Politics seems to be invading our lives at every turn. Media and social media polarize us, framing debates as “us vs them,” “right vs left,” and even “good vs evil.” And while it’s comforting (and increasingly easy) to talk to only like-minded individuals, making room for differing opinions – ones that are based on careful and informed consideration – is essential to an open, healthy society. This is true among American Jews no less than among any other Americans, as conversations about the need for “diversity” increasingly seem to ignore the reality of political diversity.
Join Natan Fund, Jewish Book Council, and Shalom Hartman Institute of North America for what promises to be a fascinating dive into this thorny issue. Dr. Nancy Sinkoff, winner of the Fall 2020 Natan Notable Book Award for her book From Left to Right: Lucy S. Dawidowicz, the New York Intellectuals, and the Politics of Jewish History, which explores the political evolution of 20th-century historian Lucy S. Dawidowicz, who moved from identification with communism to neo-conservatism, will be in conversation with Dr. Yehuda Kurtzer, President of the Shalom Hartman Institute of North America, a leading thinker, teacher, and commentator on a multitude of issues facing Jews today.
Nancy Sinkoff is Professor of Jewish Studies and History and the Academic Director of the Allen and Joan Bildner Center for the Study of Jewish Life at Rutgers University. She is author, most recently, of From Left to Right: Lucy S. Dawidowicz, the New York Intellectuals, and the Politics of Jewish History (2020), the winner of the fall 2020 Natan Notable Book award, and the co-edited volume (with Rebecca Cypess), Sara Levy’s World: Gender, Judaism, and the Bach Tradition in Enlightenment Berlin (2018), winner of the outstanding book prize from the Jewish Studies and Music Study Group of the American Musicological Society. Her first book, Out of the Shtetl: Making Jews Modern in the Polish Borderlands, has recently been reissued digitally with a new preface (Brown Judaic Studies, 2020). Its protagonist, Mendel Lefin of Satanów, is part of the core exhibit, “Encounters with Modernity,” in Polin: Museum of the History of Polish Jews in Warsaw, on which Professor Sinkoff consulted.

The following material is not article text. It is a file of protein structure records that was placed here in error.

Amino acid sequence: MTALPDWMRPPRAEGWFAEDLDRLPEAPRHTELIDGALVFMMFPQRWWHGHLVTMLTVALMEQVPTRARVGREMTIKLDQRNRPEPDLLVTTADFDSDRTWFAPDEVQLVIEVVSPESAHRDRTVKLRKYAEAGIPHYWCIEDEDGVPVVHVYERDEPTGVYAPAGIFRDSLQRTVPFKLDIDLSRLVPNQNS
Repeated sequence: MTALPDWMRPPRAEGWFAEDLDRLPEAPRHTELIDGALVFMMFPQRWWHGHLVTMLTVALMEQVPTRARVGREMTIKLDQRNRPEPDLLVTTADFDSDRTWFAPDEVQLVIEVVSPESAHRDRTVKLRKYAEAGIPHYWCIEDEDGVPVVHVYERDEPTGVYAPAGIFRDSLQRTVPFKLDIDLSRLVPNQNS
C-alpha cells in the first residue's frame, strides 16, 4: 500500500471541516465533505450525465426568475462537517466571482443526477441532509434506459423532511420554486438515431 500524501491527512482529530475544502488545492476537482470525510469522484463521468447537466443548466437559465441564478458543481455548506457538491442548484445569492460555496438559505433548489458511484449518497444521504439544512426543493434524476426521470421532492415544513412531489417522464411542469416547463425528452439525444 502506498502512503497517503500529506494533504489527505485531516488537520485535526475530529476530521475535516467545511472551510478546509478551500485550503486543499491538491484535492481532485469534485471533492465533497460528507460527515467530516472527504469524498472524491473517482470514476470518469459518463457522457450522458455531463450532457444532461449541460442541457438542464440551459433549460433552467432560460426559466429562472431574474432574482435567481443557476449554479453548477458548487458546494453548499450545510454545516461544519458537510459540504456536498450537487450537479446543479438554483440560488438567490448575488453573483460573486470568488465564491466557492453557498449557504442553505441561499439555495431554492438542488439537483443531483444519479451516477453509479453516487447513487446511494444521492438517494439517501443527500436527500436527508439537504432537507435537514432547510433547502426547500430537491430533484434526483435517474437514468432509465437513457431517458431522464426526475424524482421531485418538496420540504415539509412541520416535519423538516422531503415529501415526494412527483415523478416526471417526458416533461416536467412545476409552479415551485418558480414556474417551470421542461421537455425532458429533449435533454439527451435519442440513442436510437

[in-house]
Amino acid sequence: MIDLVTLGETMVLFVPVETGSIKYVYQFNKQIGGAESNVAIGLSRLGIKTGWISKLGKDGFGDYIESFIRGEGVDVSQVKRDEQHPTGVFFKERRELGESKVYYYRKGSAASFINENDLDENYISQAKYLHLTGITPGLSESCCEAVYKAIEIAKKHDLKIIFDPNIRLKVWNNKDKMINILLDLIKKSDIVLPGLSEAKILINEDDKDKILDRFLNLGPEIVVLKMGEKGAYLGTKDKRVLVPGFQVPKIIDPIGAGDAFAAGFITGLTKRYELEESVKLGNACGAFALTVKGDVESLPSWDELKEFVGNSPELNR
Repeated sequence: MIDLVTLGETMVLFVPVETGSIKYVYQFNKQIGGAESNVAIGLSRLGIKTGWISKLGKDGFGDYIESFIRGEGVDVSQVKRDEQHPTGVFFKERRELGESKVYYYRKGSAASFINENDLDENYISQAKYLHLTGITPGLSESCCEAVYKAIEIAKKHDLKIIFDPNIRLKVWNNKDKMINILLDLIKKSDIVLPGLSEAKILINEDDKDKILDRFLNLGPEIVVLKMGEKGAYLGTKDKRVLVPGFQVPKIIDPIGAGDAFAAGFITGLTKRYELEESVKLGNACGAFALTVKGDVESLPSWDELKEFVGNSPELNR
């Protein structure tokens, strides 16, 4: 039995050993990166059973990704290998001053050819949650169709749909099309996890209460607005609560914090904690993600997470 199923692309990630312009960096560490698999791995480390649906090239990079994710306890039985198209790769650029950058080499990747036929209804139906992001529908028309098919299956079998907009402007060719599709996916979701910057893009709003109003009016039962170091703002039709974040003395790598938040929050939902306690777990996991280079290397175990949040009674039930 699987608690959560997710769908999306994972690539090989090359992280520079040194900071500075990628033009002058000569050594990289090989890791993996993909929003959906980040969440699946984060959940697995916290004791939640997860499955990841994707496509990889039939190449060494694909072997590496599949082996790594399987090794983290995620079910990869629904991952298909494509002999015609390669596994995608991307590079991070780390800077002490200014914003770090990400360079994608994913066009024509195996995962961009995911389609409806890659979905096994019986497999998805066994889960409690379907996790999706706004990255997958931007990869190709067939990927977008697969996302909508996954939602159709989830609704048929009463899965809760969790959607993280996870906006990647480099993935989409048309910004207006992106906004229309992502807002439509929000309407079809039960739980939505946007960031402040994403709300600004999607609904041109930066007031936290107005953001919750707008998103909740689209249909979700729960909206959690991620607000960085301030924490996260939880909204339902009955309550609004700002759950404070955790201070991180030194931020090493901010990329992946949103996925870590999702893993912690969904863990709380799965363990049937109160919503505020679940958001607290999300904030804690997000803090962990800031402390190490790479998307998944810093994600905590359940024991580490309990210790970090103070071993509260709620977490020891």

Professor Sinkoff is a recipient of numerous fellowships, including those from the Mellon Foundation, the IIE Fulbright Association, the American Council of Learned Societies, the National Foundation for Jewish Culture, the Center for Advanced Judaic Studies at the University of Pennsylvania, Yale University’s Beinecke Library, the Frankel Center at the University of Michigan, the American Jewish Archives in Cincinnati, and the USC Shoah Foundation. In 2016 – 2017, she was the Elizabeth J. Dilworth Fellow in Historical Studies at the Institute for Advanced Study, Princeton, NJ.
Dr. Yehuda Kurtzer is the President of the Shalom Hartman Institute of North America. Yehuda is a leading thinker and author on the meaning of Israel to American Jews, on Jewish history and Jewish memory, and on questions of leadership and change in American Jewish life. He is the author of Shuva: The Future of the Jewish Past, which offers new thinking to contemporary Jews on navigating the tensions between history and memory; and the co-editor of The New Jewish Canon, a collection of the most significant Jewish ideas and debates of the past two generations. He is also the host of Hartman’s Identity/Crisis podcast which can be found at identitycrisispod.com.